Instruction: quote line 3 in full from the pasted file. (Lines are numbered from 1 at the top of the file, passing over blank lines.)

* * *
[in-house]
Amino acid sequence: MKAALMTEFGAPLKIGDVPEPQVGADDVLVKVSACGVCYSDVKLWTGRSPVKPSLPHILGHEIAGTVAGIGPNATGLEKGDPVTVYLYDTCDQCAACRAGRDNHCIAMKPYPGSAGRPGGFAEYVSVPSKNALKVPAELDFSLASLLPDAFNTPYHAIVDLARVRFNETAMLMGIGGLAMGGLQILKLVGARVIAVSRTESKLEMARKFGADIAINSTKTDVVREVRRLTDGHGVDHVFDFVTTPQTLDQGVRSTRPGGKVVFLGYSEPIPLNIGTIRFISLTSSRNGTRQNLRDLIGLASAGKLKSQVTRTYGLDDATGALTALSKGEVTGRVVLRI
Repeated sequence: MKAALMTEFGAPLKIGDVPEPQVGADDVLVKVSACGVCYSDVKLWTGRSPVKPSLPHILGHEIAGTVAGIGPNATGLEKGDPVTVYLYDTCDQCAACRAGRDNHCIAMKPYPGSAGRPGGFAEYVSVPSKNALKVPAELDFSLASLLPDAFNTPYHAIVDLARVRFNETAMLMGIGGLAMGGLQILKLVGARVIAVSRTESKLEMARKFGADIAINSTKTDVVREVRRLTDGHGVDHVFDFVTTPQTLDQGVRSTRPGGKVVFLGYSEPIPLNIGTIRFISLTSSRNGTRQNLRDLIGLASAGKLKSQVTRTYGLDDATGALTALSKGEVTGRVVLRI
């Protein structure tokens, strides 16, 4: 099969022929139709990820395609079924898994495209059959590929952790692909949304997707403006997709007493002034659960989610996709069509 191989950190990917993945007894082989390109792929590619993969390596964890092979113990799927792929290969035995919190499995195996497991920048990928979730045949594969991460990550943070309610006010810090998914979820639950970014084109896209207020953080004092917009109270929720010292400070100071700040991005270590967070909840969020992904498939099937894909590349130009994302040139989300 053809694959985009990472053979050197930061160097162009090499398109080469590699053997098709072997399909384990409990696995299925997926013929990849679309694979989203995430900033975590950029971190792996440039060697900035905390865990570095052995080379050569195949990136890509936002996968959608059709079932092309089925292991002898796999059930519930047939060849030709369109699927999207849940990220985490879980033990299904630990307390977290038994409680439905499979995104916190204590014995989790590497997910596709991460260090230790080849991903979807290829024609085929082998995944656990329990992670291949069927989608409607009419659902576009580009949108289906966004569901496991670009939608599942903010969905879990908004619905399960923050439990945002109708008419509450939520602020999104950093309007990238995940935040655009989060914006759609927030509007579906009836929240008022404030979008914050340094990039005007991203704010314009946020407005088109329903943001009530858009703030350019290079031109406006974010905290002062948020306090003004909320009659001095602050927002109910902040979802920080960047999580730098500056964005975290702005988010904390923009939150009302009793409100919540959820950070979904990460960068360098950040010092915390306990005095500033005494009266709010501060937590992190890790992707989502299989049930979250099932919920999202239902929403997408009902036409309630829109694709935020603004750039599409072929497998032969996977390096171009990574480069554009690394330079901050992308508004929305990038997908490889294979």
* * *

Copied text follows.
Repeated sequence: MKAALMTEFGAPLKIGDVPEPQVGADDVLVKVSACGVCYSDVKLWTGRSPVKPSLPHILGHEIAGTVAGIGPNATGLEKGDPVTVYLYDTCDQCAACRAGRDNHCIAMKPYPGSAGRPGGFAEYVSVPSKNALKVPAELDFSLASLLPDAFNTPYHAIVDLARVRFNETAMLMGIGGLAMGGLQILKLVGARVIAVSRTESKLEMARKFGADIAINSTKTDVVREVRRLTDGHGVDHVFDFVTTPQTLDQGVRSTRPGGKVVFLGYSEPIPLNIGTIRFISLTSSRNGTRQNLRDLIGLASAGKLKSQVTRTYGLDDATGALTALSKGEVTGRVVLRI